Minnesota Flyer - Serving Midwest Aviation Since 1960

By Jim Zurales
MN FAASTeam Representative 

Taking Responsibility For Engine-Out Proficiency


Think back to the last time you practiced engine failure procedures. Was it your most recent FAA checkride or Flight Review?

Then ask yourself how PROFICIENTLY you'd perform today if your engine suddenly stopped making that wonderful growling noise.

As aviators, we have a responsibility to our passengers, the aircraft owner, and ourselves to be skilled in the art of handling an engine failure. Establishing this ability in training is one thing. MAINTAINING this ability requires regular practice.

With an engine failure at cruise, think of your flight path as a two-step operation. Step one is to get the aircraft positioned at a point on downwind abeam the "numbers" at 1000' AGL. To do this cleanly, fly over your landing point and make left 360s and adjust as necessary. This puts you

in familiar traffic pattern territory at the abeam point to complete step two: Flying the pattern to the landing point.

Taking a lesson from the glider community, extra speed is very helpful for the final step. If you're high or fast, you have three excellent tools to work off excess speed and altitude: S-turns, slips, and flaps.

But if you've misjudged and would fall just short, that extra speed is the only friend you have to get you to the field. (Along with ground effect in a dire situation.)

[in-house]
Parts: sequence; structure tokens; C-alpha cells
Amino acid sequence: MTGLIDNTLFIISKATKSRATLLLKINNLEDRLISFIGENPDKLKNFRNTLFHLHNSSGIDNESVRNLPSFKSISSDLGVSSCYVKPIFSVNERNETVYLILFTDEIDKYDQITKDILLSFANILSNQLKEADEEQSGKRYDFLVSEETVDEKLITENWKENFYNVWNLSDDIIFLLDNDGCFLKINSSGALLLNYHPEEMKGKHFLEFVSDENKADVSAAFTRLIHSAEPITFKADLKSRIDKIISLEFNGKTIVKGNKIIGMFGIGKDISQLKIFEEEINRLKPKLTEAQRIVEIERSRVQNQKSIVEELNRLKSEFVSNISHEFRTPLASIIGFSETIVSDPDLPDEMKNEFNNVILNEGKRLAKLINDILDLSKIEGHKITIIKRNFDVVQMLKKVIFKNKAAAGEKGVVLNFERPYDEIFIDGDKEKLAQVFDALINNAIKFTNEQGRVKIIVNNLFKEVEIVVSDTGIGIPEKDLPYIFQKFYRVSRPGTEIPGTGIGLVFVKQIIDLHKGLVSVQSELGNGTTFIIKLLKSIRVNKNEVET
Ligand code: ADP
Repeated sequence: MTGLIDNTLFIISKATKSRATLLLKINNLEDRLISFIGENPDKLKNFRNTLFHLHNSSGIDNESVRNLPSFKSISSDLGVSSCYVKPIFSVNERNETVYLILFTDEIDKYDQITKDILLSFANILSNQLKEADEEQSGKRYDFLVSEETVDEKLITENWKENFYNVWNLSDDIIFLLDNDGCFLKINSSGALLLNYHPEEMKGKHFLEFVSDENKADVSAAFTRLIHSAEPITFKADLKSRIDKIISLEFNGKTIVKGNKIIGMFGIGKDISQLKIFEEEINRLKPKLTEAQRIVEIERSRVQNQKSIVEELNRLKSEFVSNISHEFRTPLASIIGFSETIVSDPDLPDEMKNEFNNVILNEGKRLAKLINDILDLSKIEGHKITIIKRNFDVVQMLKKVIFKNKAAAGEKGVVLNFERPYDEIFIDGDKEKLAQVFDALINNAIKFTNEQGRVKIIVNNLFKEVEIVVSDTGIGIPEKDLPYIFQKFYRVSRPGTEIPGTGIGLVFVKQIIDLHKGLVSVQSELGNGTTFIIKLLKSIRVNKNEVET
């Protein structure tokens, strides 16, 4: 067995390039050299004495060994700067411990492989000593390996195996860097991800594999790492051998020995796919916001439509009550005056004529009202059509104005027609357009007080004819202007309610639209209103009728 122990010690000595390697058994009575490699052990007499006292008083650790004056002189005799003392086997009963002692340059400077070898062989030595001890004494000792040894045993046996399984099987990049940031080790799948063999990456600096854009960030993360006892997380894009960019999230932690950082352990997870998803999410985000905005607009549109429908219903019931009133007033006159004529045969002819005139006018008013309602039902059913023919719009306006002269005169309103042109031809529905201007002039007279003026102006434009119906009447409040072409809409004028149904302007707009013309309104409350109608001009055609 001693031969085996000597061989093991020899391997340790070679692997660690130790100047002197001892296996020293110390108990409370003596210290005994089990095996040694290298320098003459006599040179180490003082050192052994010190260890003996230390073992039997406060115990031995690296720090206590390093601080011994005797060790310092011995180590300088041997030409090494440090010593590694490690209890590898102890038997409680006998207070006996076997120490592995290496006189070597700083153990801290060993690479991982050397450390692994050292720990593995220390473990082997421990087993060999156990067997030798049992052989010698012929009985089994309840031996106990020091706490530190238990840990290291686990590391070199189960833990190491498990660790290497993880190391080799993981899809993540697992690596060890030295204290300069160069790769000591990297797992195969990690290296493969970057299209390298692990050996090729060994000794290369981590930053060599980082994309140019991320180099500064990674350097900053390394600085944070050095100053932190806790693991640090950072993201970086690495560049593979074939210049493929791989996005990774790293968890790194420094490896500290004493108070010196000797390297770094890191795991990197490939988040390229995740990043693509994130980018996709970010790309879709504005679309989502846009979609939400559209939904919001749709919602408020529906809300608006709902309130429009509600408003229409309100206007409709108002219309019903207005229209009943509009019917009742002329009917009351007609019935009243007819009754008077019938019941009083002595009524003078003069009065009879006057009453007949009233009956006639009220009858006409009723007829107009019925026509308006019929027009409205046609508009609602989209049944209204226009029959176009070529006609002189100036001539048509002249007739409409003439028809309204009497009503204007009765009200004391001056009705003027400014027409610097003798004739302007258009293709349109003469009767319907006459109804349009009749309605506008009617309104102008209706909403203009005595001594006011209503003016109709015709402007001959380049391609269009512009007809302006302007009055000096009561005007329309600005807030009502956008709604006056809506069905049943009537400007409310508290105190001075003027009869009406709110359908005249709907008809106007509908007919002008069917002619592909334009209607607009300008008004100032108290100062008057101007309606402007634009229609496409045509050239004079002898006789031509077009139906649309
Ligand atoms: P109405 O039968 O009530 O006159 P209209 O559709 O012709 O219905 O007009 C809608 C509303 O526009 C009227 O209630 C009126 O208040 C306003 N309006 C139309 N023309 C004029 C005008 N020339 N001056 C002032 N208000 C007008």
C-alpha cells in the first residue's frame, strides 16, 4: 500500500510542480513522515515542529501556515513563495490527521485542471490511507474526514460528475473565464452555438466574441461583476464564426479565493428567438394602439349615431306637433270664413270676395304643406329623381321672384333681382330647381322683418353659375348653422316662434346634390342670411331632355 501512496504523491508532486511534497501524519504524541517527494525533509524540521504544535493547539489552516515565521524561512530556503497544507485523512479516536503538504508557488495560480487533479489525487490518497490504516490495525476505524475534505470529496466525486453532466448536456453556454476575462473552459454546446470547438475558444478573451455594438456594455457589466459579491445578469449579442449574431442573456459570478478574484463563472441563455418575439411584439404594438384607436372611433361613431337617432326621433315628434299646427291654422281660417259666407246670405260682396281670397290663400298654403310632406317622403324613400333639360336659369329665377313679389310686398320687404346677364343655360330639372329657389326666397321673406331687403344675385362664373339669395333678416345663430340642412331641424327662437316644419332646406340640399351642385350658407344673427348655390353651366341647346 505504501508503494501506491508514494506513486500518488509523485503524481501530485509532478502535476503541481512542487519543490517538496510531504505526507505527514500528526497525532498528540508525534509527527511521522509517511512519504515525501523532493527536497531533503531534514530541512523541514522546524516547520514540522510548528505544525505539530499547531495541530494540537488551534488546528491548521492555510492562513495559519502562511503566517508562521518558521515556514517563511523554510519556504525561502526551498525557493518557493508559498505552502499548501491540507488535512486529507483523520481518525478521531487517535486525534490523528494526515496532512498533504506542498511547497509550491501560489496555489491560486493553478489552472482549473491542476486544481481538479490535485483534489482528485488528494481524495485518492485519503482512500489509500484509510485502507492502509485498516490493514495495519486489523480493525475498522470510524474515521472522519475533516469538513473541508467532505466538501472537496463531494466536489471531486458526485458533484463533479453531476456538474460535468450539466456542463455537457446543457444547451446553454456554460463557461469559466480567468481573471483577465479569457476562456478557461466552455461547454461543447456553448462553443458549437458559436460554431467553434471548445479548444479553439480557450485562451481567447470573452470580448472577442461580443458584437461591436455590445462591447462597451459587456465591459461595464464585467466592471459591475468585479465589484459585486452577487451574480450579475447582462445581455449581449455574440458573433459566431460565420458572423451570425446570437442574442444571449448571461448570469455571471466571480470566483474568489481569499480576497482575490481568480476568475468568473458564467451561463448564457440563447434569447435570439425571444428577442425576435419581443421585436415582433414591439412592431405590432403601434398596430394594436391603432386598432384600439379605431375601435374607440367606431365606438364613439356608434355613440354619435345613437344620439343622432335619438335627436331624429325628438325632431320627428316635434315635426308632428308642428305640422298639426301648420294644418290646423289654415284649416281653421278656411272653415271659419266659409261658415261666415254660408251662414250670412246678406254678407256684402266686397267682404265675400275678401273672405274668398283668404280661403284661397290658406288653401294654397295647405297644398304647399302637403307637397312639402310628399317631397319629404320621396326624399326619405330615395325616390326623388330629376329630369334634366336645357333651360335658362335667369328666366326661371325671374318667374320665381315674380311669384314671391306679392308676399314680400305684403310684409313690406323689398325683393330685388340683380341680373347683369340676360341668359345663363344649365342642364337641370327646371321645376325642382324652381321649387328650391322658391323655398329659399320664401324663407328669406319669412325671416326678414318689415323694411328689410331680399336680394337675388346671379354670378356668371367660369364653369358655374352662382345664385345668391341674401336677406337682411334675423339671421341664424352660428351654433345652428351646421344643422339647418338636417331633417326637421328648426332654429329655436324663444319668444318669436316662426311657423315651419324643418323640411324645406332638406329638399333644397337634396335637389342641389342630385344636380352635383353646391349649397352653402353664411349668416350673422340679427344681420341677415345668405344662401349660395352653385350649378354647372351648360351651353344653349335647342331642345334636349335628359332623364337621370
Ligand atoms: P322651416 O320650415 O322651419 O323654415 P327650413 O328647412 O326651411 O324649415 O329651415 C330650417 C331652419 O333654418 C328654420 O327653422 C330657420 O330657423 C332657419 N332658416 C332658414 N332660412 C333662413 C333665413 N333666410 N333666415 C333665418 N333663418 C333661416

Chair flying is an inexpensive way to become much more comfortable with procedures before practicing in the aircraft. This can help reduce reaction time due to "startle factor." Reaction time is much more critical on initial climb when there's little available time for startle factor. We must be primed to push the nose over to a safe descent attitude without hesitation to prevent a low altitude stall.

If you're going to memorize one thing, it might be the engine failure checklist. In the heat of battle, this would likely allow you to accomplish more items faster. THEN back yourself up with the physical checklist. At the least, you could memorize immediate action items that take mere

seconds such as carb heat hot, mixture rich, fuel selector both (or switch tanks), and check nearest airport on your GPS as you slow toward best glide and look for a field. A safe pilot is proficient and proficiency requires regular practice. Plus it's fun and a great confidence builder!


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